In step with the times?

Remember CRTs?  They were televisions with cathode-ray guns. We owned our last when we lived on Coral Beach in Cyprus. At 32", it was considered large for its type so deep and very heavy. Like our car and all the furniture, our Greek landlords bought it for their daughter when we left. Henceforth she'd live in their fully stocked beachfront rental. In Switzerland we got another 32-inch Sony but this time from their Bravia flat-screen range. Some 12+ years later, that finally gave up its ghost. We never had a flat-panel display die on us before. There were no fireworks or acrid smells, just smeared areas of runny pixels. The optics could no longer distinguish between various black levels. They showed solid black blobs for an Andy Warhol-type effect. I don't remember what the machine set us back in Vevey's Sony store at the time. To be generous, call it 1K Swiss. That works out to a running fee of €0.23/day disregarding the telly's portion of the utility bill. By our metric, that's excellent conversion of expense to longevity.

Reading up on current television rankings—I'd paid zero attention in the interim—Sony still ranked high. Given our shiny record with the brand, we wanted another Bravia. That times had moved on became clear when we canvassed the available selections at our regional electronics chains. Now 32 inches were considered bottom of the barrel so poor students and stingy AirBnB. Serious folks lived far larger. The salesmen looked at us disapprovingly as we milled about the midgets. The very best 32" Sony we spotted wanted €379. If Sony still made a flagship at that size, nobody local bothered with it. While there's always an audience for a Mini Cooper in maxed-out trim, in 2022 apparently not so for 'small' TVs in County Clare. Where our oldie below still ran a good-size frame, the current screens had very narrow edges. More display per size. Why look at picture frames when it can be (mostly) all picture? Okay, we got the message.

From my Zu Soul VI review. This Sony screen really did live a rather long happy life.

As we congregated around a 43-inch Bravia as the next size up—32" to 43" with nothing between seemed a real jump but relative to the actual size of our expired unit, really wasn't much bigger—the sales guy with the Cork accent hesitated again. For the same money we could get something far larger. Why wouldn't we want that? Clearly we were badly out of step with them times. But if at the 2/3rd sticker of what it replaces, our new Sony lives for only six years, it'd still only cost us €0.31/day. With a free 5-year warranty included, I rather think it'll go the distance. This had me think on expectations. What does a modern audience consider fair life expectancy for entertainment electronics?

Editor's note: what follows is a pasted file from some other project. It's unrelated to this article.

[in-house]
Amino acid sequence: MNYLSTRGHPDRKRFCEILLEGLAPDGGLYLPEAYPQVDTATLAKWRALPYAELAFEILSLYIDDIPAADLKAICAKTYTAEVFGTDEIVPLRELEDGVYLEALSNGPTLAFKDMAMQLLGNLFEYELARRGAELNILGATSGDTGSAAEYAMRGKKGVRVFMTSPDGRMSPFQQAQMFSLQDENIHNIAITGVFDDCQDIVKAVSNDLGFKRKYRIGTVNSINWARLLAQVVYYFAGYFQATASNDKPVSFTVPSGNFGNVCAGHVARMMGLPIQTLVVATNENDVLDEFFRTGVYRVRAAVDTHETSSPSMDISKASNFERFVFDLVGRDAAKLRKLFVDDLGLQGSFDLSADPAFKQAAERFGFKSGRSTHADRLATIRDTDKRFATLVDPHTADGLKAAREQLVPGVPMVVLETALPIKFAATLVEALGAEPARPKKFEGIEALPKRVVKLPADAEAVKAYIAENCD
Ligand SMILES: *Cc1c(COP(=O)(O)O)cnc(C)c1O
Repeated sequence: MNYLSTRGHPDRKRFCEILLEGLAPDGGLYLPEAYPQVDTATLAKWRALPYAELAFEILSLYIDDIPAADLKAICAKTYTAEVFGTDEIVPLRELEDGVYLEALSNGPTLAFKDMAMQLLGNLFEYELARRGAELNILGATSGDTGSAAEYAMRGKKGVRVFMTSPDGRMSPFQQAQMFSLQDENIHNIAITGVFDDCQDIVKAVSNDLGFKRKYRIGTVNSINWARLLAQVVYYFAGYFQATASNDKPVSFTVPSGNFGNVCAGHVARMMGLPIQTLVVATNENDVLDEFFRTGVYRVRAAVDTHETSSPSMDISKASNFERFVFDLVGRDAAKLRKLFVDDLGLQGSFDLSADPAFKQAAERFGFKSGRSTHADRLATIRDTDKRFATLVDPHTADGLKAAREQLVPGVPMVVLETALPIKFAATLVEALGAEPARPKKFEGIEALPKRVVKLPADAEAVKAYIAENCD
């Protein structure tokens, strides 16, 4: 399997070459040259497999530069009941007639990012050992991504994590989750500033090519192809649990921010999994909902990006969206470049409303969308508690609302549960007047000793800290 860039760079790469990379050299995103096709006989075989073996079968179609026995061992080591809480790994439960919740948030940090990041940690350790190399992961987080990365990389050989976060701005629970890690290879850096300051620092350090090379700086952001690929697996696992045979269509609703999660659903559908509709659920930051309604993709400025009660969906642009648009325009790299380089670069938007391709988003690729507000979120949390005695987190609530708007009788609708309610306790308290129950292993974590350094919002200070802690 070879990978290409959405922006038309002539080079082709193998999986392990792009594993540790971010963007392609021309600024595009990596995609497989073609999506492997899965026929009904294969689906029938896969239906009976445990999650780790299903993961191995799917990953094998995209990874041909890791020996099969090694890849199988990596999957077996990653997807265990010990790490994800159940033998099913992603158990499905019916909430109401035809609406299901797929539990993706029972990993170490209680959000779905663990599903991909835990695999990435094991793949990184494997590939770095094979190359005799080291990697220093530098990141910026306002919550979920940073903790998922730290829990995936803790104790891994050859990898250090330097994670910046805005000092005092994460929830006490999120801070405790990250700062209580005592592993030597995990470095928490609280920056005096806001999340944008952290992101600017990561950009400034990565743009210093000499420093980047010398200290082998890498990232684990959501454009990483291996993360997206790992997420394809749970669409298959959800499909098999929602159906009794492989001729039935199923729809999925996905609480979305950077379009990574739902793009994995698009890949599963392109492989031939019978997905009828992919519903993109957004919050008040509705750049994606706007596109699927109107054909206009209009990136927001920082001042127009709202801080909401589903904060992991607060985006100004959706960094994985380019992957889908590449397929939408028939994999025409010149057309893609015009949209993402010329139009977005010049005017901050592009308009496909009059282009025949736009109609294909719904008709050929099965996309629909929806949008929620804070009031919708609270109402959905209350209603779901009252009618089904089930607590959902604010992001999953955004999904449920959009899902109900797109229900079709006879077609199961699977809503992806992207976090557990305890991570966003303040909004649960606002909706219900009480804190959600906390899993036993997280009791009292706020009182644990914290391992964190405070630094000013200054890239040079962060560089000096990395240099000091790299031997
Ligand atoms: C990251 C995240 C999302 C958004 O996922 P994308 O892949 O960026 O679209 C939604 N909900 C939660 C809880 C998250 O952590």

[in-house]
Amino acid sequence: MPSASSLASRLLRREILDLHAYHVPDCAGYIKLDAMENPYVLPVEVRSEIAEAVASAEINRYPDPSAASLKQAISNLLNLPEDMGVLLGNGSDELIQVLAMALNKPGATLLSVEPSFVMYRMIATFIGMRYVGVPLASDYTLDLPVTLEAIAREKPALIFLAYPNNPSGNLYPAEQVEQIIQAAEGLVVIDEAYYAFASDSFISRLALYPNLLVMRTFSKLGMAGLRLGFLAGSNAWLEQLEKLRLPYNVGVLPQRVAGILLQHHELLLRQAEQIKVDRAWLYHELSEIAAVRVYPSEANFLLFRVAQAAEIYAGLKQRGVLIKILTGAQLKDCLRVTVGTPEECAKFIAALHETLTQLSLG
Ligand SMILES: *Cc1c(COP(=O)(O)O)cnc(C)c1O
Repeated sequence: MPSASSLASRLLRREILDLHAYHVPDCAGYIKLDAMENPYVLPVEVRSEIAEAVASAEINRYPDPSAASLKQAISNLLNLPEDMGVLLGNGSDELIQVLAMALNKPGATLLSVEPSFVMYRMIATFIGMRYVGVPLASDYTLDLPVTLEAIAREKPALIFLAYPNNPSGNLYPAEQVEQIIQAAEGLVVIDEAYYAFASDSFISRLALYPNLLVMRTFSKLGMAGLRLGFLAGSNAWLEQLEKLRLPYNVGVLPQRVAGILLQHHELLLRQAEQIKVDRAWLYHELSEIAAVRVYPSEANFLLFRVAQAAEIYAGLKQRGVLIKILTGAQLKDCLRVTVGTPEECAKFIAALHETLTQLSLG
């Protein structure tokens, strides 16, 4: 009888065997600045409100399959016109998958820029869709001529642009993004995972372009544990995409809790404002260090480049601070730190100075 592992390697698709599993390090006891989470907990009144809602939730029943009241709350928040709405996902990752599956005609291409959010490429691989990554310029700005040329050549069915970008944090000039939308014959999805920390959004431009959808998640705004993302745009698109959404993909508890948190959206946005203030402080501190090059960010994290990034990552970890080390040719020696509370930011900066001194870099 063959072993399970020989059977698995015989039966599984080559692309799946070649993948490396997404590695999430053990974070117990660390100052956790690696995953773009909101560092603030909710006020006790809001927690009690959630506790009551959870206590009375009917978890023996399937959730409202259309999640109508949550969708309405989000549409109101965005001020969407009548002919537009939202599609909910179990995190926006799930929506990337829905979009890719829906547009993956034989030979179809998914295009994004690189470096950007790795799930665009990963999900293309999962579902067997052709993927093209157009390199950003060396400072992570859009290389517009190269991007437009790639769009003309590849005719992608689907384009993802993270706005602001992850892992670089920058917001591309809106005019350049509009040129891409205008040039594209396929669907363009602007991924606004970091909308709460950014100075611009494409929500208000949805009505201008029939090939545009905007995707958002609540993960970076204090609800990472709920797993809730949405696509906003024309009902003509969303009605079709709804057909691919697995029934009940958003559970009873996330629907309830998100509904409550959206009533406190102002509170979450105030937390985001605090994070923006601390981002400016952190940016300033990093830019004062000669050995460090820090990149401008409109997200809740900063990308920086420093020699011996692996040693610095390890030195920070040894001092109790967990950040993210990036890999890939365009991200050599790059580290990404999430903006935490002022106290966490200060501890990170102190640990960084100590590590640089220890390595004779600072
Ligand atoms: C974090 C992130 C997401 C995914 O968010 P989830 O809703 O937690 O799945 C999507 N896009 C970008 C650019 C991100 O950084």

Then there's this. Today €679 buy what in rural Ireland is considered a very upmarket 43-inch flat-panel television. Why would anyone spend €2'500 on a fine integrated Hegel amp whose tech seems so prosaic by contrast? Spinning that thought out to other high-end paraphernalia like speakers, streamers, cables and power conditioners, one quickly sees why at least in our domestic market, there's no room for audiophilia. Unlike the long-gone Good Guys and Circuit City box movers of our US residence, neither the Harvey Norman nor Currys PC World equivalents of today's Ireland sell any decent audio. But they certainly do hawk €1'300 iPhones, premium MacBooks and top Espresso machines. It's in sync with the times.

So what's the life expectancy of a top iPhone? And even if it does live for three years, do owners want to be seen with it when Apple has turned over new models at least thrice since?

Postscript: Should you wonder what a County Clare resident does for sound after loading that new television into the car trunk, it's a €379 sound bar the size of a cat scratching post. And it'll probably sound better than that. Meow.